Team

Members of the boys’ track and field team had an extra day of school on Sept. 23. While the rest of Prospect had a day off, they were at Fairview Elementary School from 8:30 a.m. until 10:50 a.m., helping various classes in science experiments, tutoring and activities.

By Krzys Chwala (@KrzysChwala)

On Sept. 23, Prospect had a non-attendance day. However boys’ track and field took the day off as an opportunity to give back to the community.

At 8:30 a.m., they arrived at Fairview Elementary School and proceeded to separate and join various classes. Some athletes joined the gym classes and played soccer with the students and taught them some basic exercises. Others helped in science experiments where the students measured the reaction of Alka-Seltzers and water. Yet others led story-time or helped with students’ writing journals.

According to coach Frank Mirandola, the team did the same thing last year at Westbrook Elementary School and received great feedback, so they decided to repeat the occurrence this year at Fairview while the girls’ team went to Westbrook.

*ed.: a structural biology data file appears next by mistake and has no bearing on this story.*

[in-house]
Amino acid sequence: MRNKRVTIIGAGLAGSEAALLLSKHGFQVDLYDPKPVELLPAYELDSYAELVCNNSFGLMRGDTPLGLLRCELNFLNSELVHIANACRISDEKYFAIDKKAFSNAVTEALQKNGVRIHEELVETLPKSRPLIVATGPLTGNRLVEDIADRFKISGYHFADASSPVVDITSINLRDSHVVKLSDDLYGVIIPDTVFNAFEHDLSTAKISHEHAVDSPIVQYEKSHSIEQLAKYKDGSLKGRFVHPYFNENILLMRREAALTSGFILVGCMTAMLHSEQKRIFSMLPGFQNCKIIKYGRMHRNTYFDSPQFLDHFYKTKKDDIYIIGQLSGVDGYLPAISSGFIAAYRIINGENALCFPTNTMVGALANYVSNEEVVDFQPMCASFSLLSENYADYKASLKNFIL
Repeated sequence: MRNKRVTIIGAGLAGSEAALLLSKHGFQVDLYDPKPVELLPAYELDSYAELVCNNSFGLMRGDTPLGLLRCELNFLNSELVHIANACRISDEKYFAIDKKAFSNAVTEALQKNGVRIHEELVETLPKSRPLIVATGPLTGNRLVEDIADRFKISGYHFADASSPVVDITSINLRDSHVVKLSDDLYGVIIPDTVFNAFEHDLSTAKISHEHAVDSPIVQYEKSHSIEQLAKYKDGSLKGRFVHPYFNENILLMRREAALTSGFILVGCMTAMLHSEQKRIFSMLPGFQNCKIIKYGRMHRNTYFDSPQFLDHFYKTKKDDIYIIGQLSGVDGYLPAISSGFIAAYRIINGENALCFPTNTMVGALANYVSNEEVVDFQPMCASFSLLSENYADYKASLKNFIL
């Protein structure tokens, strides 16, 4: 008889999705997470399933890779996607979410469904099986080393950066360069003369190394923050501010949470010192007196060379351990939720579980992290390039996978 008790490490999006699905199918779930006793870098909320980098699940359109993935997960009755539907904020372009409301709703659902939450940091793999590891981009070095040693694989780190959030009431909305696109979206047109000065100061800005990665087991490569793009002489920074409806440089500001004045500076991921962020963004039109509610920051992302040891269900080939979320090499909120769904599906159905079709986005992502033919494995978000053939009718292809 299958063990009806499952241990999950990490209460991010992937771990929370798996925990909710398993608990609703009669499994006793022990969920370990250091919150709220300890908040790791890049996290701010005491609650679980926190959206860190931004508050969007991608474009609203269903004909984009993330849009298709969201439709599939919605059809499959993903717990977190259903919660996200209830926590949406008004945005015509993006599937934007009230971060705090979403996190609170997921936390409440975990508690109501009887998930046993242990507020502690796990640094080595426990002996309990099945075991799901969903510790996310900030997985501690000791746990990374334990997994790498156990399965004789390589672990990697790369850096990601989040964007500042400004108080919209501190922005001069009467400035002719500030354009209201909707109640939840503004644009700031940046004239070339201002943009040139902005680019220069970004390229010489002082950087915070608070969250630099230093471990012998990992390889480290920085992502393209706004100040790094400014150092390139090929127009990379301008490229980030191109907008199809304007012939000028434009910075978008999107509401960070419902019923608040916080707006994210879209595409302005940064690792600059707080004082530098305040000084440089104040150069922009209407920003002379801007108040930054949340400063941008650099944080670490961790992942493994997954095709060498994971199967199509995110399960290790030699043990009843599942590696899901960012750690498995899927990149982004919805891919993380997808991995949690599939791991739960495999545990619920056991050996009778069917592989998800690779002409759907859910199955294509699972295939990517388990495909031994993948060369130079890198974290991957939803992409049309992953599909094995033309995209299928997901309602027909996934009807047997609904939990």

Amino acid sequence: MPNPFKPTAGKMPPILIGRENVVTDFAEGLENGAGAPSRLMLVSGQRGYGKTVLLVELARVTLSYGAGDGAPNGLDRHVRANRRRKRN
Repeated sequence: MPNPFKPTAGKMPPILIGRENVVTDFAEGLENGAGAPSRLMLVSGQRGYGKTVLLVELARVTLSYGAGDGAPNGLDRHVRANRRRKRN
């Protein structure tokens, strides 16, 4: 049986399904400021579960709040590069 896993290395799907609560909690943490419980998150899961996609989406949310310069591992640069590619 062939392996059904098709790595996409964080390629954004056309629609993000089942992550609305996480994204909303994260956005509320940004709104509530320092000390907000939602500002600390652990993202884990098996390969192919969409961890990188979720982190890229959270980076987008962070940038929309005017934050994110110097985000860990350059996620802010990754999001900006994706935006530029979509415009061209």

“The kids absolutely loved it [last year,]” Mirandola said. “It was just an opportunity for us to get out there and for us to do different things. I realized how much kids just loved helping out at the elementary schools, so I thought, ‘Let’s do it again!’”

Cavanagh

Sophomore Michael Cavanagh spent his day off reading “Quack” to a class of second graders at Fairview Elementary School and then helped them cut out letters for a sign.

In preparation for the event, Mirandola sent an email out to his athletes, and they were excited to help.

“It was not hard to find people,” Mirandola said. “I actually had to turn people away because we just can’t have too many people wandering the school.”

Sophomore Michael Cavanagh’s favorite part of the day was being able to help his second grade students. He spent the day cutting out letters for a sign and reading a book, “Quack,” to the class.

Cavanagh enjoyed the experience because he was able to take on a different role than usual: as the teacher, not the student.

“It was fun to experience elementary school from a different perspective,” Cavanagh said. “It was a lot different just being in authority instead of being forced around [as a student.]”